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Driving in Snow: Top Tips

Shock, horror: it's the middle of December and the United Kingdom has seen a couple of inches of snowfall. It sounds painfully uninteresting, but those who aren't from the country would be surprised how much a flurry of snow brings our country to a halt.

It's not like snow never happens. Every winter you can always vouch there will be at least one 'big freeze' event, and yet every winter when the white stuff falls, the UK just runs around in circles, screaming. To the Nordic countries, or North America, we must look absolutely daft.

This snow pandemonium extends to cars and the roads, too. Other countries cope just fine, but here it just seems that even the busiest trunk roads grind to a halt. News bulletins constantly broadcast that cars have been 'abandoned', and while there will be some cases where you will become stuck beyond your own control, I reckon there will be other cases where it could've been avoided if some suitable techniques are utilised. Here's a few:

Put winter boots on

No, not your feet, but your car. In some cold countries, winter tyres are more or less mandatory, but it's quite a casual thing in the UK. I personally know barely anyone who fits different tyres for the frosty season, but it's definitely worth the effort. Winter tyres are designed to heat up much quicker in cold conditions below 10 degrees celsius, which allows for optimum grip and braking. Additionally, winter tyres tend to have more rugged groove patterns in them, which gives your car far better traction on snow and ice. It won't transform your car into a go-anywhere 4x4, but winter tyres offer a substantial extra layer of safety in the lottery conditions that is snow.

Now obviously if the snow falls and you still have standard tyres on, you've probably left it a bit too late. Let us move on then, to more tips that you can use regardless of how ill-prepared you may be.

Slow and steady wins the race

It's another one that sounds fairly obvious, but a surprising amount of people on the road barely adjust their speed at all in snow and ice conditions. Just because you can see the black tarmac does not mean the road is clear of all hazards, and has returned to its nominal grip levels. Black ice is one of the biggest killers in these conditions; you may be on a road that looks and feels safe enough to do 50mph on, but it only takes a small thin puddle to freeze over to send you into an uncontrollable spin - and at that speed, you're just a passenger. And these ice patches are invisible, as the clear water freezes over the black asphalt, hence the black ice name.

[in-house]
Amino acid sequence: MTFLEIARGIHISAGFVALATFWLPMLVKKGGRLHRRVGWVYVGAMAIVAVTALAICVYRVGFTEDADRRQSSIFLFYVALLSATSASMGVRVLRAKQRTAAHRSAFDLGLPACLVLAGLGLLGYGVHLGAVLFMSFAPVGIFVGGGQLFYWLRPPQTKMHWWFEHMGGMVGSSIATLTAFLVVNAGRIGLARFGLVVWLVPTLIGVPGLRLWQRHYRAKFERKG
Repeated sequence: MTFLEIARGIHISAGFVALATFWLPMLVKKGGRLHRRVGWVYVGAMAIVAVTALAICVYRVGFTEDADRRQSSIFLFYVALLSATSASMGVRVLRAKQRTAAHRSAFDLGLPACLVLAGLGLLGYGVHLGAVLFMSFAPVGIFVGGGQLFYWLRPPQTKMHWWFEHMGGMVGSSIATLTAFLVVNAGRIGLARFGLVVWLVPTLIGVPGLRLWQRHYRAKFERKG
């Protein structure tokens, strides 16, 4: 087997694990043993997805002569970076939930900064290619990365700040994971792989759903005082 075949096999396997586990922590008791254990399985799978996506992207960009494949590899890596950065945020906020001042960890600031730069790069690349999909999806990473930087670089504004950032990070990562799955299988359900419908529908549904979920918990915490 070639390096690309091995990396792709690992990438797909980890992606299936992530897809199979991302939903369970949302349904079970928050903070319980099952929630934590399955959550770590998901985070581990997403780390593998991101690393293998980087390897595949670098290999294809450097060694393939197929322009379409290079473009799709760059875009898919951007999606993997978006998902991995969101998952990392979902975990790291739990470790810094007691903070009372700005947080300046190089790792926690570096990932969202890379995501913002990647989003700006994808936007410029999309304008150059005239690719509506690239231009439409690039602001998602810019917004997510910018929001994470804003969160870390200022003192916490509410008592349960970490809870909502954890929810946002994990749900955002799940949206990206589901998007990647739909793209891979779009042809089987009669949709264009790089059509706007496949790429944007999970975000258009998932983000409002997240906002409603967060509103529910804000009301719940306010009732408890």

Going slow may feel like a chore if the road looks like it's been mainly cleared, but it will save your pride (and your wallet) in the long run.

No sudden movements

Be sure to treat the gas pedal, brakes, and steering wheel like they're made of egg shell. Sometimes it's easy to forget how little traction is on the road in sub-zero conditions, but you'll sure as hell know about it when you pull out of a T-junction, turning left, but the car keeps going straight. Give yourself loads of breathing space for braking, especially if the road is on a decline, and do nothing more than tickle the gas with your big toe. Doing those things may not give you the quickest journey, but ultimately you will at least be in control of your 1.5 tonne lump of metal.

As higher gear as possible

Provided you don't bog down the engine and can maintain your desired speed, try and keep the car in the highest gear you possibly can when travelling along. This is to help aid you with the sudden movements tip; a car which is in a high gear will not make much power, regardless if you put your foot down or not. The benefit of this is that it allows you to make linear progress without lighting your wheels up.

For example, I was on a back country lane in the snow a few days ago. It was an incline, and it was very icy. I stuck the car in third gear and put my foot down, and the car just about maintained 20mph up the incline at minimal revs. The fact I couldn't go any faster helped me massively, as it prevented the car from lighting up the front wheels, and ultimately sending itself out of control. I could've maybe done the icy climb in 1st or 2nd gear, but that would've been far more difficult trying to balance the throttle and dulling down the wheel spin.

So, there you have it. I could've mentioned a few more tips, such as carrying the appropriate emergency equipment in your boot, or wrapping chains round your tyres, but I wanted to mainly focus on what you could do if you found yourself in the snow unprepared. When driving, snow has to be respected. If you follow those relatively simple tips, though, you are most likely to be absolutely fine... provided one nutcase doesn't end up crashing into you! Stay safe.
Driving in Snow: Top Tips Driving in Snow: Top Tips Reviewed by Jack Cooper on December 13, 2017 Rating: 5

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